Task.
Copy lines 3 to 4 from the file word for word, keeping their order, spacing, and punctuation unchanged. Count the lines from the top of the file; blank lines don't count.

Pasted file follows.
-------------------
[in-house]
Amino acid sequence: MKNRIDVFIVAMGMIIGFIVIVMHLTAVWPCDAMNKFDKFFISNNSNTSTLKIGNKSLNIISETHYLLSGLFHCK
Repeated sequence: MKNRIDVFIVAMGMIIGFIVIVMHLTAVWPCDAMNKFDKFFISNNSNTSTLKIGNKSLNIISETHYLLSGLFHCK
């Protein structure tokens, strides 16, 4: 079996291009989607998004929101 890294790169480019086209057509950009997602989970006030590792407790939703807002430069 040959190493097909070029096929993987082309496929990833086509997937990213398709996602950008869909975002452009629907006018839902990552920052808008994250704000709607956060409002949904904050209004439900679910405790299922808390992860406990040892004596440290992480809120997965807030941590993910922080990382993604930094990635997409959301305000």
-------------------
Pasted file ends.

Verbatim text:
Repeated sequence: MKNRIDVFIVAMGMIIGFIVIVMHLTAVWPCDAMNKFDKFFISNNSNTSTLKIGNKSLNIISETHYLLSGLFHCK
């Protein structure tokens, strides 16, 4: 079996291009989607998004929101 890294790169480019086209057509950009997602989970006030590792407790939703807002430069 040959190493097909070029096929993987082309496929990833086509997937990213398709996602950008869909975002452009629907006018839902990552920052808008994250704000709607956060409002949904904050209004439900679910405790299922808390992860406990040892004596440290992480809120997965807030941590993910922080990382993604930094990635997409959301305000």